Garden with a message: Plants helped slaves achieve freedom
by DOUG OSTER
A heavy rain is falling outside the Frick Environmental Center in Squirrel Hill. It's the beginning of a winter thaw, and the From Slavery to Freedom Garden near the entrance is soaking up the water preparing for spring. In one bed, small dark green spinach leaves have survived the cold, forming a carpet of green on a raised bed.
Camila Rivera-Tinsley, director of the center and director of education for the Pittsburgh Parks Conservancy, and Samuel Black, director of African American programs at the Senator John Heinz History Center, talk about the collaboration that began four years ago to create this garden with a message.
Rivera-Tinsley inherited the project when she came to the conservancy in 2016.
"The idea of the garden represents sovereignty," she says. "Sovereignty evokes this feeling of power. Someone is not giving you freedom, because you are born with your freedom. You can take that freedom. The way to do that is through the knowledge of what's growing outside."
Visitors to the garden are asked a poignant question: What would it be like to be an enslaved person and decide to leave everything and everybody you know, and how will you survive?
"The story of environmentalism, of sustainability, that we're telling here is everybody's story," Rivera-Tinsley says.
Black directs the Slavery to Freedom project at the history center, and this garden is an extension of what's there. "I wanted to have a space that was an outside exhibit," Black says.
During research for his book "The Civil War in Pennsylvania, The African American Experience," he discovered plants that runaway slaves and those who became free used to survive and thrive. The Environmental Center had the green space and programming opportunities around the garden that make it a perfect fit.
Back in 1979, when Black was freshman in college learning about the Underground Railroad, a professor talked of something called "African-American agency." In most of the written history of the Underground Railroad, there's very little mention of African-Americans trying to free themselves. There's more about white abolitionists and what they did to help people get free. That "agency" is what African-Americans relied on to leave the plantation, usually into the woods where they needed to subsist on what was growing there.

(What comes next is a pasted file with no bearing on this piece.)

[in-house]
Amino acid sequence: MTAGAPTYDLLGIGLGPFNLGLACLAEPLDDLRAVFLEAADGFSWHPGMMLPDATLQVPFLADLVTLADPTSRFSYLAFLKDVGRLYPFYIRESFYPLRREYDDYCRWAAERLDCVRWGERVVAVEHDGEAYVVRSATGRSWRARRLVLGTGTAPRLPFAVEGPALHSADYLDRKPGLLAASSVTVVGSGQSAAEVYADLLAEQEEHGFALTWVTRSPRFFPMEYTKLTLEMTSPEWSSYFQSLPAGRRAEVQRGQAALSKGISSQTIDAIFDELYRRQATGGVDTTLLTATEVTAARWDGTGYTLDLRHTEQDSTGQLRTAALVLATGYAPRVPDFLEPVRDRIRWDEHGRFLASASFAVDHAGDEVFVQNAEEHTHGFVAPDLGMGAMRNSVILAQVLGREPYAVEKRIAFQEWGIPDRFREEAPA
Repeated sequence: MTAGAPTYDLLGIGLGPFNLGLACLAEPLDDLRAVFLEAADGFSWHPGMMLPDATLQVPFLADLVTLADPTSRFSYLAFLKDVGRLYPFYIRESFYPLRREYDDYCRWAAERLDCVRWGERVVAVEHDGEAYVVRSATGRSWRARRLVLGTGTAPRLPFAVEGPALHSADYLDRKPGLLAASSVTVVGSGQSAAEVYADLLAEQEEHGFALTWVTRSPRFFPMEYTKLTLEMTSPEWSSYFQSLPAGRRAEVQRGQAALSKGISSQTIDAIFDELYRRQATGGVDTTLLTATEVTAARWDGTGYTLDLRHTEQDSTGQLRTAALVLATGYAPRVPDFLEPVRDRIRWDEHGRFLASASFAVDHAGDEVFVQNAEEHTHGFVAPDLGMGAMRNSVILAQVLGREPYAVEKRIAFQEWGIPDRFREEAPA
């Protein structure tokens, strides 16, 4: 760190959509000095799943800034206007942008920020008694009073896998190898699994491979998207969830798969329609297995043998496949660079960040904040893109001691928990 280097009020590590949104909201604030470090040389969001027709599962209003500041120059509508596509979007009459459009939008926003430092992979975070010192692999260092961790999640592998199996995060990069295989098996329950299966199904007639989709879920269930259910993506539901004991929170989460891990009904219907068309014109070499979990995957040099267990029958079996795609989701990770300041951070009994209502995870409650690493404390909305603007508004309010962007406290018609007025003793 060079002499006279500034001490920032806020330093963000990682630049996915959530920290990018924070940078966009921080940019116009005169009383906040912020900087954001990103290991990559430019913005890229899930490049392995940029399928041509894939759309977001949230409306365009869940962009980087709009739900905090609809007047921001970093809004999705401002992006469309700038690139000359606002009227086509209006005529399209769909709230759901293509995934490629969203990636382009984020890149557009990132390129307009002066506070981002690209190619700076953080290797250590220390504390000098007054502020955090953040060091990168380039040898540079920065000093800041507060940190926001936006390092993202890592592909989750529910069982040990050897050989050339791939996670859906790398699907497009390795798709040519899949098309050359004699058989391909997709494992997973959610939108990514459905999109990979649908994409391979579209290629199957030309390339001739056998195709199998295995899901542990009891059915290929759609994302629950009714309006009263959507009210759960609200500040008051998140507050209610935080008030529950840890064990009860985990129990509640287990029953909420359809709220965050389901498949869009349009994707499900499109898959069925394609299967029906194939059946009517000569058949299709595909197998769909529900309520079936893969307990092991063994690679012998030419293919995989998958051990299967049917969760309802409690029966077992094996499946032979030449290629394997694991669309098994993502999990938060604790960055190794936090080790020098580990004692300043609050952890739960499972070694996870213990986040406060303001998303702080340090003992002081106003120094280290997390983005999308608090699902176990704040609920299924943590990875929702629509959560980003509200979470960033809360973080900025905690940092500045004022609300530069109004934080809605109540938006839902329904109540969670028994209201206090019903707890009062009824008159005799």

"I wanted to look deeper, to answer my own question. What were the experiences of these runaways? What motivated them? How did they survive?" Black wondered.
In the center of the garden are raised beds that reflect what would grow in a market garden. After gaining freedom, the African-Americans could use food to gain economic independence with a garden like this. They would plant okra, tomatoes, peppers and other items. At the backside of the garden are wheelchair-accessible planters where that spinach thrives. Along the edges are berries, perennials, spring ephemerals, pollinator plants and other wild plants.
"I hope that (visitors') interest will be peaked," Rivera-Tinsley says. "They will see those plants on the edge of the garden and will want to go find them out on the trail. I want everybody to know this park belongs to them."
Black focused on 50 plants, some found in the wild for sustenance or for medicinal uses, and varieties people planted in their own gardens. Those included peppers, crabapples, dandelions, a native fruit called paw paw, apples, greens, cole crops, and much more.
After researching the history of the dandelion and how it kept people alive, Black says, "Now I feel guilty spraying (to kill the plant) because I understand it's connected to my ancestors. For me, I wanted people to think differently about foods, black culture and black ingenuity."
During the gardening season, tour guides can share a taste of what's growing, as a sort of culinary history lesson.
"Here are some of the things that people ate to survive as they were running away from slavery," Black says. "You get an opportunity to sample some of the plants, so you're doing the same thing in a sense that these runaway slaves were able to do."
The garden tells a powerful historical story, and Black hopes it's an important teaching tool.
"I want people who already have some knowledge of this history to have something totally new," he says. "I want people who know absolutely nothing to learn something totally new. I want to change people's ideas about the experiences of African-Americans. When they leave, they'll have a better understanding. It's that type of impact on the public that I appreciate more than anything."
Doug Oster is editor of Everybody Gardens, a website operated by 535Media LLC. Reach him at 412-965-3278 or firstname.lastname@example.org. See other stories, videos, blogs, tips and more at everybodygardens.com.